A Favorable Flow?

April 7th, 2014 at 9:08 am

I’ve got a longer piece on job market indicators going up later on the NYT blog, but for now, here’s a factoid that I thought deserved a look.

To my mind, one of the most important labor market questions right now is whether the labor force participation rate will start climbing back out of its recessionary hole.  That matters a lot for both the living standards of the majority who depend on work and paychecks as opposed to asset portfolios, and for the macroeconomy as well, since labor force growth is a key input to GDP growth.

It was thus good to see a little pop in the labor force participation rate in last Friday’s jobs report, and while a one-month result from the noisy household survey doesn’t mean much, the participation rate is up 40 basis points off of its December trough.

Here is an interesting and related trend.  It’s from the labor force flows data which tracks people’s monthly movements in and out of employment, unemployment, and not in-the-labor-force (or NILF; remember, if you’re looking for work, you’re unemployed; if you give up the search, you’re NILF).  This line shows that the share of the population moving from unemployment to NILF, and is thus a driver of the decline in the labor force.

It’s clearly a cyclical variable, as you’d expect, and it shot up in the great recession, as discouraged job seekers left the labor force.  But while it is still elevated, its decline is quite sharp, a signal that fewer unemployed are giving up and leaving the labor force and a positive sign for possibly restoring some labor force growth.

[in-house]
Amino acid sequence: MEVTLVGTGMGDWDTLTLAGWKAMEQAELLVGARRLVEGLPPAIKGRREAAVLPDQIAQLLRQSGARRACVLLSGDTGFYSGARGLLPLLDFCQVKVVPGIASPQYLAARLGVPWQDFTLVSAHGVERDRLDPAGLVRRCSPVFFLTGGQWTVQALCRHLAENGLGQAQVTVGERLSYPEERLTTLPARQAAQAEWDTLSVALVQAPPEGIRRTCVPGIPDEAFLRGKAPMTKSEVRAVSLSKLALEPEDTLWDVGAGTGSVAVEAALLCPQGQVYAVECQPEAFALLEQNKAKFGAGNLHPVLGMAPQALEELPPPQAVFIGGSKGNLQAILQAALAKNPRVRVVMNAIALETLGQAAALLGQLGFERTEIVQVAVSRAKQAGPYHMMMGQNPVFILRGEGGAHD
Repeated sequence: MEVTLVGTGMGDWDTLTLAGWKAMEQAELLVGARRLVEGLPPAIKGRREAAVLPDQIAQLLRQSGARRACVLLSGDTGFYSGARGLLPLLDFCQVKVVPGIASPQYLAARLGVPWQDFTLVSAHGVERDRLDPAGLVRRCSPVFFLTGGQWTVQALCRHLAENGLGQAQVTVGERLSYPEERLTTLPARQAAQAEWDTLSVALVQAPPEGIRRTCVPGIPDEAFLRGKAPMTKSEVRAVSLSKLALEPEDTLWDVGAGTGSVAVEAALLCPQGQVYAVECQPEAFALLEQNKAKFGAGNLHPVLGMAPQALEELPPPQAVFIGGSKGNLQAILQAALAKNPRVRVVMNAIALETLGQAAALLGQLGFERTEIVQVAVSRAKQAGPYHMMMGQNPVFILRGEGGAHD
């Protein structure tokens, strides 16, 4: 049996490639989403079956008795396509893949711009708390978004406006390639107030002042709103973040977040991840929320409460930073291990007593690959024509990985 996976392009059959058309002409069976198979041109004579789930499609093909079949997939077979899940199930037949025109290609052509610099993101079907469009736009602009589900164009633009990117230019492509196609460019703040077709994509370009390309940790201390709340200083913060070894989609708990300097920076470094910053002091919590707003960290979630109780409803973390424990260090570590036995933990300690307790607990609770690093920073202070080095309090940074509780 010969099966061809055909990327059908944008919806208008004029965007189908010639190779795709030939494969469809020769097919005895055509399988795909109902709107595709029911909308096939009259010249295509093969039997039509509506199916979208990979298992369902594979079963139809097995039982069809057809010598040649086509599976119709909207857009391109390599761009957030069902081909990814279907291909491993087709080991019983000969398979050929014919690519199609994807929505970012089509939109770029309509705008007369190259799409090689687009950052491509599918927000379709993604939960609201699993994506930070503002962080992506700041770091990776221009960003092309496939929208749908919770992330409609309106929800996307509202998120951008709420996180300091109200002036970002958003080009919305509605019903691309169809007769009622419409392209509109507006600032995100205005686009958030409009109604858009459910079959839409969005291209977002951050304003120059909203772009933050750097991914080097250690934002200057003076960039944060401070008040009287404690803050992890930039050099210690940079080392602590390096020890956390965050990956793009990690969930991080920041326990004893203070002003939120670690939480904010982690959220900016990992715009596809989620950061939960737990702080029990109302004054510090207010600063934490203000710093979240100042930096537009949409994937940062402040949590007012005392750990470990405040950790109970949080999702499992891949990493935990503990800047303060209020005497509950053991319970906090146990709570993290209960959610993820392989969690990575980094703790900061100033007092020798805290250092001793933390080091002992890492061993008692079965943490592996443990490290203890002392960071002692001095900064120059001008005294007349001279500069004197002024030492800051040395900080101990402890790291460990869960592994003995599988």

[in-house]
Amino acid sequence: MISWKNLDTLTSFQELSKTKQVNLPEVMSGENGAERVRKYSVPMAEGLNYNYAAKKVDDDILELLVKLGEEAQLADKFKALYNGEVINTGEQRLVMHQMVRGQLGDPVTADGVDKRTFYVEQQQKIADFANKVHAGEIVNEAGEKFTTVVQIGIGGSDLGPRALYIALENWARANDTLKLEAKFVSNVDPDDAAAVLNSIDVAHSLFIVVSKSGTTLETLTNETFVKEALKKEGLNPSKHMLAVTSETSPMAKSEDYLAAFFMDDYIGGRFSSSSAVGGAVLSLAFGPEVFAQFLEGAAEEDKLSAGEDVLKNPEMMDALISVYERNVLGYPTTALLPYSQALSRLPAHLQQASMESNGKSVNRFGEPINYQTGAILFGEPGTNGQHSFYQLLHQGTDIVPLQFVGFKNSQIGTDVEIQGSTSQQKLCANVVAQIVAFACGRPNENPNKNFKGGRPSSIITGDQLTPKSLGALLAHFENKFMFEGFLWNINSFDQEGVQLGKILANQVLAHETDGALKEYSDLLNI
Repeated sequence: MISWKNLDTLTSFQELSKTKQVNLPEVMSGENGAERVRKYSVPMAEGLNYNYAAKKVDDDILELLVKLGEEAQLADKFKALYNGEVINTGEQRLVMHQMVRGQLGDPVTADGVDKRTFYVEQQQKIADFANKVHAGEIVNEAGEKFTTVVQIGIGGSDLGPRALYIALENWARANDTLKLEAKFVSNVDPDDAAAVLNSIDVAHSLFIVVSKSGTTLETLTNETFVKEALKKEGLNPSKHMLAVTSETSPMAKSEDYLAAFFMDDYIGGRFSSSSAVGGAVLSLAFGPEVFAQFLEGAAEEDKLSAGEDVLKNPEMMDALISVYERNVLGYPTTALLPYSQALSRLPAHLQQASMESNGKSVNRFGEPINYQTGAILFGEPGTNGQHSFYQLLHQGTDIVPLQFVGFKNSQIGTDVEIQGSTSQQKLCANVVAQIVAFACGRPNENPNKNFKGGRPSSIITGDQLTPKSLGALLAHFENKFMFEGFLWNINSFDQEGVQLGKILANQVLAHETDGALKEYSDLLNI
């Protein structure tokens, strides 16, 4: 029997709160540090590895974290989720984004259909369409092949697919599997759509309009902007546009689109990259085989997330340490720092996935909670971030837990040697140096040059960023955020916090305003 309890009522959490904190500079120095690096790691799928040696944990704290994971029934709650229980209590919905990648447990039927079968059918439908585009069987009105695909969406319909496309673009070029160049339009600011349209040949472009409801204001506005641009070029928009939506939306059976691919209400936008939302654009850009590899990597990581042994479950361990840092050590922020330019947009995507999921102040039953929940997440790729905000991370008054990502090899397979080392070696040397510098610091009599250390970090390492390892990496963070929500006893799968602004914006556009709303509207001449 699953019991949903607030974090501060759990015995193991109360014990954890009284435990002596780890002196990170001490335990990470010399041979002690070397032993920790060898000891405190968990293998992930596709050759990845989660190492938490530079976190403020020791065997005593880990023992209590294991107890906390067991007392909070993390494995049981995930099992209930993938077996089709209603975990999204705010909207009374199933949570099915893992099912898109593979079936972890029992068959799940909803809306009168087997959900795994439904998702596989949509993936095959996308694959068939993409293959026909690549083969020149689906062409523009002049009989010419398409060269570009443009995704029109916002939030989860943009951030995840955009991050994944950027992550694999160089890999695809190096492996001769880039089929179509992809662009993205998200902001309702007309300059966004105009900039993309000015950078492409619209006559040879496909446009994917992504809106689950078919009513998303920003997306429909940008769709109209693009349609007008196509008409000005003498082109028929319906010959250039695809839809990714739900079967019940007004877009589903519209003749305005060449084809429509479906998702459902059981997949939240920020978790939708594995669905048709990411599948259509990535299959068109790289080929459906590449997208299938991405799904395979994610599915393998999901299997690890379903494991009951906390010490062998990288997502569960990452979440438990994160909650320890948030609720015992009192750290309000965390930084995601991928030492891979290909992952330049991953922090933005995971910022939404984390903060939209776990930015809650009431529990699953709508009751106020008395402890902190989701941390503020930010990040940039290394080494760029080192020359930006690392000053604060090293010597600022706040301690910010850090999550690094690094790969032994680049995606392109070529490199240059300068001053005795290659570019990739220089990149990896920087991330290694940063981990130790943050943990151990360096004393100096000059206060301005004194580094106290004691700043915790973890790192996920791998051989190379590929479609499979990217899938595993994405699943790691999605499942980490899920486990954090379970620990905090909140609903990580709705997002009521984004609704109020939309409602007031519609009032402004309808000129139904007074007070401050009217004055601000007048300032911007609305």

Source: BLS

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9 comments in reply to "A Favorable Flow?"

  1. Larry Signor says:

    We could impute from this graph that the labor market is becoming more attractive to workers (i.e. less slack). We are seeing rising wages and hours worked, which tend to support this view. Now, about those 10.5 million people who want one of the 4 million “available jobs”, (not necessarily “fill-able jobs”)…please don’t get me started on NAIRU, structural unemployment or the business cycle. These conditions cannot be simultaneously true,,,the possibility of unemployment is the most powerful tool business has, the aforementioned conditions merely a smoke screen for this fact. It is a nice graph, though.

  2. Robert Buttons says:

    Denmark increased labor participation rate by adjusting the time course of benefits:

    • Larry Signor says:

      I have made this point on Dean Bakers blog: from the March BLS release: http://www.bls.gov/news.release/empsit.a.htm

      10.5 m jobseekers…4m jobs…total labor force=~155m…now the math… (10.5-4)/155= 0.04129…or 4.1% of the labor force…there is your missing participation rate. One could view it slightly differently and posit: 4/155=0.0258…or 2.6% of the labor force, but not all these jobs are “fill-able”. Either way, the participation rate is being constrained by a lack of “fill-able” jobs rather than available jobs. In this context I do not mean to imply structural problems with labor, but with management. The biggest reason jobs go unfilled is an inadequate compensation package, which is the fault of management. Hysteresis and “structural unemployment” arguments are just mechanisms for shifting the blame, those “Silver Tongued Devils”.

      • Rima Regas says:


        Add to that what we know about ageism and anti-99er discrimination, and you have to ask yourself how far government should go in ensuring people who are highly skilled get back to work before foreign workers are granted visas. There are plenty of ads in my husbands’s disciplines (he has two). He can’t get hired, not even with the intervention of well-placed people. The only conclusion we can reach is that his resume looks too much like that of a 99er.